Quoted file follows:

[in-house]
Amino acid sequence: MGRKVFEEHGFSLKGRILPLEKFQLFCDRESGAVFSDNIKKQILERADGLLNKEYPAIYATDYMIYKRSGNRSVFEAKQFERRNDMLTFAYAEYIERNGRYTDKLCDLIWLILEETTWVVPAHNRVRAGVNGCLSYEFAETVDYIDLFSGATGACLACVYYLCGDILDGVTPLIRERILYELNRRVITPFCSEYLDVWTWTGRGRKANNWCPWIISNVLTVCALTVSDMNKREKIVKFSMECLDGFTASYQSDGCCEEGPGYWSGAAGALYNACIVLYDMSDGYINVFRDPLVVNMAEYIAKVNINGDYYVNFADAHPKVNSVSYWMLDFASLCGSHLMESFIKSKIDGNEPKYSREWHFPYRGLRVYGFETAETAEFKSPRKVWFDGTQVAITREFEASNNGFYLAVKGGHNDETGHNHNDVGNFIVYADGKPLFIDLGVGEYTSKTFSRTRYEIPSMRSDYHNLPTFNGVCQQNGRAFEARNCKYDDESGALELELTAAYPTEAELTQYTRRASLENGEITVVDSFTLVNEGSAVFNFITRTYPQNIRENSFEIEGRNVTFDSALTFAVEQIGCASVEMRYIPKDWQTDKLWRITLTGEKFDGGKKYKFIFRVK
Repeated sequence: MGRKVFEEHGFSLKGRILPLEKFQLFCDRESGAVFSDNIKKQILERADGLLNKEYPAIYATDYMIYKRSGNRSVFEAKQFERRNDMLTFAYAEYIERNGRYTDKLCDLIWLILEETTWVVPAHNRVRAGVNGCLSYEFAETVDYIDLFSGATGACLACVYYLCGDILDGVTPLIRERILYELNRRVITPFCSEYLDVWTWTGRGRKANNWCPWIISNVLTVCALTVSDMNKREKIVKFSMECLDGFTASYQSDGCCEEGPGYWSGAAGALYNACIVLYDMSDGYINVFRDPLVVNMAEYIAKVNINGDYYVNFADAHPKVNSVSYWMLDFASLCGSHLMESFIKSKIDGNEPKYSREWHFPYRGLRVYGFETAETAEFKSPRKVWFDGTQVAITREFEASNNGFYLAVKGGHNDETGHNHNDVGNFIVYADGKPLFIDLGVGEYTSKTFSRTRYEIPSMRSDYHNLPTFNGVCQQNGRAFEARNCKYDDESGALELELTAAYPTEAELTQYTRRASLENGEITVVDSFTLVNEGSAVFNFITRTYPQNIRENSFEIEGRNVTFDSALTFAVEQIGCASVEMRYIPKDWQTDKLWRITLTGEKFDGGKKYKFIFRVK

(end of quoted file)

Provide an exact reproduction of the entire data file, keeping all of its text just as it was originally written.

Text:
[in-house]
Amino acid sequence: MGRKVFEEHGFSLKGRILPLEKFQLFCDRESGAVFSDNIKKQILERADGLLNKEYPAIYATDYMIYKRSGNRSVFEAKQFERRNDMLTFAYAEYIERNGRYTDKLCDLIWLILEETTWVVPAHNRVRAGVNGCLSYEFAETVDYIDLFSGATGACLACVYYLCGDILDGVTPLIRERILYELNRRVITPFCSEYLDVWTWTGRGRKANNWCPWIISNVLTVCALTVSDMNKREKIVKFSMECLDGFTASYQSDGCCEEGPGYWSGAAGALYNACIVLYDMSDGYINVFRDPLVVNMAEYIAKVNINGDYYVNFADAHPKVNSVSYWMLDFASLCGSHLMESFIKSKIDGNEPKYSREWHFPYRGLRVYGFETAETAEFKSPRKVWFDGTQVAITREFEASNNGFYLAVKGGHNDETGHNHNDVGNFIVYADGKPLFIDLGVGEYTSKTFSRTRYEIPSMRSDYHNLPTFNGVCQQNGRAFEARNCKYDDESGALELELTAAYPTEAELTQYTRRASLENGEITVVDSFTLVNEGSAVFNFITRTYPQNIRENSFEIEGRNVTFDSALTFAVEQIGCASVEMRYIPKDWQTDKLWRITLTGEKFDGGKKYKFIFRVK
Repeated sequence: MGRKVFEEHGFSLKGRILPLEKFQLFCDRESGAVFSDNIKKQILERADGLLNKEYPAIYATDYMIYKRSGNRSVFEAKQFERRNDMLTFAYAEYIERNGRYTDKLCDLIWLILEETTWVVPAHNRVRAGVNGCLSYEFAETVDYIDLFSGATGACLACVYYLCGDILDGVTPLIRERILYELNRRVITPFCSEYLDVWTWTGRGRKANNWCPWIISNVLTVCALTVSDMNKREKIVKFSMECLDGFTASYQSDGCCEEGPGYWSGAAGALYNACIVLYDMSDGYINVFRDPLVVNMAEYIAKVNINGDYYVNFADAHPKVNSVSYWMLDFASLCGSHLMESFIKSKIDGNEPKYSREWHFPYRGLRVYGFETAETAEFKSPRKVWFDGTQVAITREFEASNNGFYLAVKGGHNDETGHNHNDVGNFIVYADGKPLFIDLGVGEYTSKTFSRTRYEIPSMRSDYHNLPTFNGVCQQNGRAFEARNCKYDDESGALELELTAAYPTEAELTQYTRRASLENGEITVVDSFTLVNEGSAVFNFITRTYPQNIRENSFEIEGRNVTFDSALTFAVEQIGCASVEMRYIPKDWQTDKLWRITLTGEKFDGGKKYKFIFRVK